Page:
Maria Pevchikh, a British national, took over Alexey Navalny’s Anti-Corruption Foundation earlier this year
The Russian Interior Ministry issued a wanted declaration on Thursday for Maria Pevchikh, a key associate of Russian opposition figure Alexey Navalny. The woman, who holds British citizenship, assumed leadership of Navalny’s Anti-Corruption Foundation (FBK) in March 2023.
The ministry’s announcement provided scant details regarding the reasons behind this move, stating only that Pevchikh is wanted for a violation of the Russian Criminal Code. In May, she was added to Russia’s ‘foreign agents’ list, a status reserved for individuals receiving foreign funding or deemed to be ‘under foreign influence’ while seeking to influence Russia’s policies or public opinion.
Having studied in the UK and worked for British American Tobacco, Pevchikh has apparently not resided in Russia since 2006. She began collaborating with Navalny in the early 2010s and assumed the role of head of the “investigative department” within the FBK. In 2019, she acquired UK citizenship.
Pevchikh is also suspected of playing a role in Navalny’s alleged poisoning in 2020. Following the opposition figure’s illness on a flight from Siberia to Moscow, it was reported that Pevchikh may have transported evidence related to the case to Germany, including a water bottle containing traces of a toxic substance. Russian authorities claimed she had fled the country after refusing to cooperate.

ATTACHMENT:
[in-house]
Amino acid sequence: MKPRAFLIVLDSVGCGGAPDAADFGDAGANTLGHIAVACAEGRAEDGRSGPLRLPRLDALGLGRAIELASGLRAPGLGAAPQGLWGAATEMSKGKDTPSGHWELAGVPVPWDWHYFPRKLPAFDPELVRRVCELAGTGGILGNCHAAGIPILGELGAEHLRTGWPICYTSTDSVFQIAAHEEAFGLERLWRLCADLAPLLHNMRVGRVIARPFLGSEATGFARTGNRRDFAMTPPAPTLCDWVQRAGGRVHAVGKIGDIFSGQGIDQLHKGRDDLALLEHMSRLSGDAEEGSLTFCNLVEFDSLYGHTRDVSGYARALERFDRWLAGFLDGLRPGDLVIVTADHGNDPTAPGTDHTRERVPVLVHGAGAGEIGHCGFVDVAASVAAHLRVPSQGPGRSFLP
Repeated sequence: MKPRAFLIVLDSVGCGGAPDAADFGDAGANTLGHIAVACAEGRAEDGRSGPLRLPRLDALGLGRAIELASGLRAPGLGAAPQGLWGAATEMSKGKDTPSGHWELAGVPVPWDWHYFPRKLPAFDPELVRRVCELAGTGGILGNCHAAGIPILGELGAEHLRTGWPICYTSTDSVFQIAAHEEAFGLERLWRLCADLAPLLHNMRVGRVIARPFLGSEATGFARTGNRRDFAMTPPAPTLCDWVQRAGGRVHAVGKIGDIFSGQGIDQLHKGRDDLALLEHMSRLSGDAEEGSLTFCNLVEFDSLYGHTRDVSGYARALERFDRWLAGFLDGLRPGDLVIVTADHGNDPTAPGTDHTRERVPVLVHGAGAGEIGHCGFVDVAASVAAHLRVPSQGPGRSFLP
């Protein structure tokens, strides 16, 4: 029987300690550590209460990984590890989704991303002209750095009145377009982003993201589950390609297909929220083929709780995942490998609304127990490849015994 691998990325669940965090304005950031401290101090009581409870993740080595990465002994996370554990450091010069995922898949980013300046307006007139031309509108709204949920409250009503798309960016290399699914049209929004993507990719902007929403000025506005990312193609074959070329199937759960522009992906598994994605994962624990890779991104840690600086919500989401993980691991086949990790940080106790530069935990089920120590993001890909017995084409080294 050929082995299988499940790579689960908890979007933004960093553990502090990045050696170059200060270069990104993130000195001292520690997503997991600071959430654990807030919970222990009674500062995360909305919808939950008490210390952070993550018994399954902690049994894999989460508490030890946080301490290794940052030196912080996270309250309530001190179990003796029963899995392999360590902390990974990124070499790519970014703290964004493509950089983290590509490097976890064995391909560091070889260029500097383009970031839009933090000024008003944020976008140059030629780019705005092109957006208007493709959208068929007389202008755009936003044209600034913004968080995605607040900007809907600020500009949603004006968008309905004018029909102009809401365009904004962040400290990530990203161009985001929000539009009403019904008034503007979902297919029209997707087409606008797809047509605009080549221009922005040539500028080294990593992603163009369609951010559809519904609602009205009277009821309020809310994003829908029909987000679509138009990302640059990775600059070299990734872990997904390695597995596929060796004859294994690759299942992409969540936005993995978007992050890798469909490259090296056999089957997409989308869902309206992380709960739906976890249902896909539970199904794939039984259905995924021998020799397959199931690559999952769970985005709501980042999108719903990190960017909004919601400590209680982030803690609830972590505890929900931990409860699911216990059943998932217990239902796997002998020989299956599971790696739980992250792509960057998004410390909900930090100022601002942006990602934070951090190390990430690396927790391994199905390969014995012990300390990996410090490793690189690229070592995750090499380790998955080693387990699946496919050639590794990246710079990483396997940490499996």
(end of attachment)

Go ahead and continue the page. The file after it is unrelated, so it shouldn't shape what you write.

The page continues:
German authorities subsequently declared that Navalny had been poisoned with a substance from the Novichok group of nerve agents. Navalny’s associates attributed the incident to Moscow. Russian medics, however, denied finding any poison in Navalny’s body.
The FBK, labeled a “foreign agent” in 2019 and later designated an extremist group, saw its activities banned in Russia. In response, Navalny announced the creation of the ‘Anti-Corruption Foundation International’ in 2022.
Navalny himself has been imprisoned since 2021 on fraud charges, receiving an additional nine-year sentence in early 2022 for contempt of court and fraud. The charges were related to the activities of the FBK, with the opposition figure accused of spending the donations raised by the non-profit for “personal needs” as well as to bankroll “extremist activities.”
In August 2023, he was sentenced to an additional 19 years on multiple extremism-related charges. The activist was convicted of creating an extremist group, calling for extremist actions, financing such activities, and luring minors into them, as well as rehabilitating Nazi ideology.
Two former FBK leaders, Ivan Zhdanov and Leonid Volkov, who headed the FBK before Pevchikh, were also added to Russia’s list of terrorists and extremists. Both men are currently residing abroad.
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